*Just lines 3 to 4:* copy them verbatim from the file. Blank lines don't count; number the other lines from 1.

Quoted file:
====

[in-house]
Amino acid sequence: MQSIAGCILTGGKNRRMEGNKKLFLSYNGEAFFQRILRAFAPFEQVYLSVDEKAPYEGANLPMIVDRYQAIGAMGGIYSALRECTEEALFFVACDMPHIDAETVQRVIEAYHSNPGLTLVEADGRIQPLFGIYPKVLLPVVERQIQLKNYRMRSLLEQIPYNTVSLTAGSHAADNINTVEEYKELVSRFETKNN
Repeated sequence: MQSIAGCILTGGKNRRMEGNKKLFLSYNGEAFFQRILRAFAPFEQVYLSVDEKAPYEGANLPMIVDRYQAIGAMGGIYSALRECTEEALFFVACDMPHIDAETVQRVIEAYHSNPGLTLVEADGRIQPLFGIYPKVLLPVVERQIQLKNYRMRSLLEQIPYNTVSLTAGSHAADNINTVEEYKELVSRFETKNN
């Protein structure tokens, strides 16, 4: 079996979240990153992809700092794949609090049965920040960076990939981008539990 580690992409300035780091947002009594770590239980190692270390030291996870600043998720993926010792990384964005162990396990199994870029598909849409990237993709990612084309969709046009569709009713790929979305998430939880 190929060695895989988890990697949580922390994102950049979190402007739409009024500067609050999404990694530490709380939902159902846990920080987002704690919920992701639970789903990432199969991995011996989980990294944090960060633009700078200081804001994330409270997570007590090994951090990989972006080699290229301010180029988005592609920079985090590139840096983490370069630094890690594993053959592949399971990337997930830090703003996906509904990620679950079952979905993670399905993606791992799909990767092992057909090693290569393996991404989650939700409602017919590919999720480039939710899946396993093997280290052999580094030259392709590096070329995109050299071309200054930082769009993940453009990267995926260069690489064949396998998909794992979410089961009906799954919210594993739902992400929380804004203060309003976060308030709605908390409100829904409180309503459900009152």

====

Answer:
Repeated sequence: MQSIAGCILTGGKNRRMEGNKKLFLSYNGEAFFQRILRAFAPFEQVYLSVDEKAPYEGANLPMIVDRYQAIGAMGGIYSALRECTEEALFFVACDMPHIDAETVQRVIEAYHSNPGLTLVEADGRIQPLFGIYPKVLLPVVERQIQLKNYRMRSLLEQIPYNTVSLTAGSHAADNINTVEEYKELVSRFETKNN
């Protein structure tokens, strides 16, 4: 079996979240990153992809700092794949609090049965920040960076990939981008539990 580690992409300035780091947002009594770590239980190692270390030291996870600043998720993926010792990384964005162990396990199994870029598909849409990237993709990612084309969709046009569709009713790929979305998430939880 190929060695895989988890990697949580922390994102950049979190402007739409009024500067609050999404990694530490709380939902159902846990920080987002704690919920992701639970789903990432199969991995011996989980990294944090960060633009700078200081804001994330409270997570007590090994951090990989972006080699290229301010180029988005592609920079985090590139840096983490370069630094890690594993053959592949399971990337997930830090703003996906509904990620679950079952979905993670399905993606791992799909990767092992057909090693290569393996991404989650939700409602017919590919999720480039939710899946396993093997280290052999580094030259392709590096070329995109050299071309200054930082769009993940453009990267995926260069690489064949396998998909794992979410089961009906799954919210594993739902992400929380804004203060309003976060308030709605908390409100829904409180309503459900009152």